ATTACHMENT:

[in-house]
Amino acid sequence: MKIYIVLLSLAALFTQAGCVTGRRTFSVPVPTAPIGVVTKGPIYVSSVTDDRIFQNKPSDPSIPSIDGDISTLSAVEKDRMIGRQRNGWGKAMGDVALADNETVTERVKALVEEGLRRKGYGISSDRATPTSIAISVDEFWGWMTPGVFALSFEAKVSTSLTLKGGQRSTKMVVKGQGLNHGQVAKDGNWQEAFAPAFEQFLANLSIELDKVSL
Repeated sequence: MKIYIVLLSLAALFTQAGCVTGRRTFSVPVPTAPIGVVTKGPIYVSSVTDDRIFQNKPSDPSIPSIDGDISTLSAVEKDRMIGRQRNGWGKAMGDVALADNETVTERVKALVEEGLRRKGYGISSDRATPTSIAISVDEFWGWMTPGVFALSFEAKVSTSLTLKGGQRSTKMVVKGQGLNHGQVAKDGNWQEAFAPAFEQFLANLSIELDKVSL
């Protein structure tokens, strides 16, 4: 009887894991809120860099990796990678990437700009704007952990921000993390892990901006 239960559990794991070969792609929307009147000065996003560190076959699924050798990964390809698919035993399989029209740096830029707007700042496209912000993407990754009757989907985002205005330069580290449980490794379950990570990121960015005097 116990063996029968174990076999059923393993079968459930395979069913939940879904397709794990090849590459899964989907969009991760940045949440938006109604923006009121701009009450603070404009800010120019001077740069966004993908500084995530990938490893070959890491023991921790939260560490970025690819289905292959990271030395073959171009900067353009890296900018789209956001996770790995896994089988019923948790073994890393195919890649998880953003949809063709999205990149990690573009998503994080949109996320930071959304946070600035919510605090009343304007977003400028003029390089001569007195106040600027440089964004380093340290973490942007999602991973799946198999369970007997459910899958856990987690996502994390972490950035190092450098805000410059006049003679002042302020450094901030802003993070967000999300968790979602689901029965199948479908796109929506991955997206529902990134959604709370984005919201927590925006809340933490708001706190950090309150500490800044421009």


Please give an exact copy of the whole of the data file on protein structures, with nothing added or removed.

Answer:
[in-house]
Amino acid sequence: MKIYIVLLSLAALFTQAGCVTGRRTFSVPVPTAPIGVVTKGPIYVSSVTDDRIFQNKPSDPSIPSIDGDISTLSAVEKDRMIGRQRNGWGKAMGDVALADNETVTERVKALVEEGLRRKGYGISSDRATPTSIAISVDEFWGWMTPGVFALSFEAKVSTSLTLKGGQRSTKMVVKGQGLNHGQVAKDGNWQEAFAPAFEQFLANLSIELDKVSL
Repeated sequence: MKIYIVLLSLAALFTQAGCVTGRRTFSVPVPTAPIGVVTKGPIYVSSVTDDRIFQNKPSDPSIPSIDGDISTLSAVEKDRMIGRQRNGWGKAMGDVALADNETVTERVKALVEEGLRRKGYGISSDRATPTSIAISVDEFWGWMTPGVFALSFEAKVSTSLTLKGGQRSTKMVVKGQGLNHGQVAKDGNWQEAFAPAFEQFLANLSIELDKVSL
């Protein structure tokens, strides 16, 4: 009887894991809120860099990796990678990437700009704007952990921000993390892990901006 239960559990794991070969792609929307009147000065996003560190076959699924050798990964390809698919035993399989029209740096830029707007700042496209912000993407990754009757989907985002205005330069580290449980490794379950990570990121960015005097 116990063996029968174990076999059923393993079968459930395979069913939940879904397709794990090849590459899964989907969009991760940045949440938006109604923006009121701009009450603070404009800010120019001077740069966004993908500084995530990938490893070959890491023991921790939260560490970025690819289905292959990271030395073959171009900067353009890296900018789209956001996770790995896994089988019923948790073994890393195919890649998880953003949809063709999205990149990690573009998503994080949109996320930071959304946070600035919510605090009343304007977003400028003029390089001569007195106040600027440089964004380093340290973490942007999602991973799946198999369970007997459910899958856990987690996502994390972490950035190092450098805000410059006049003679002042302020450094901030802003993070967000999300968790979602689901029965199948479908796109929506991955997206529902990134959604709370984005919201927590925006809340933490708001706190950090309150500490800044421009």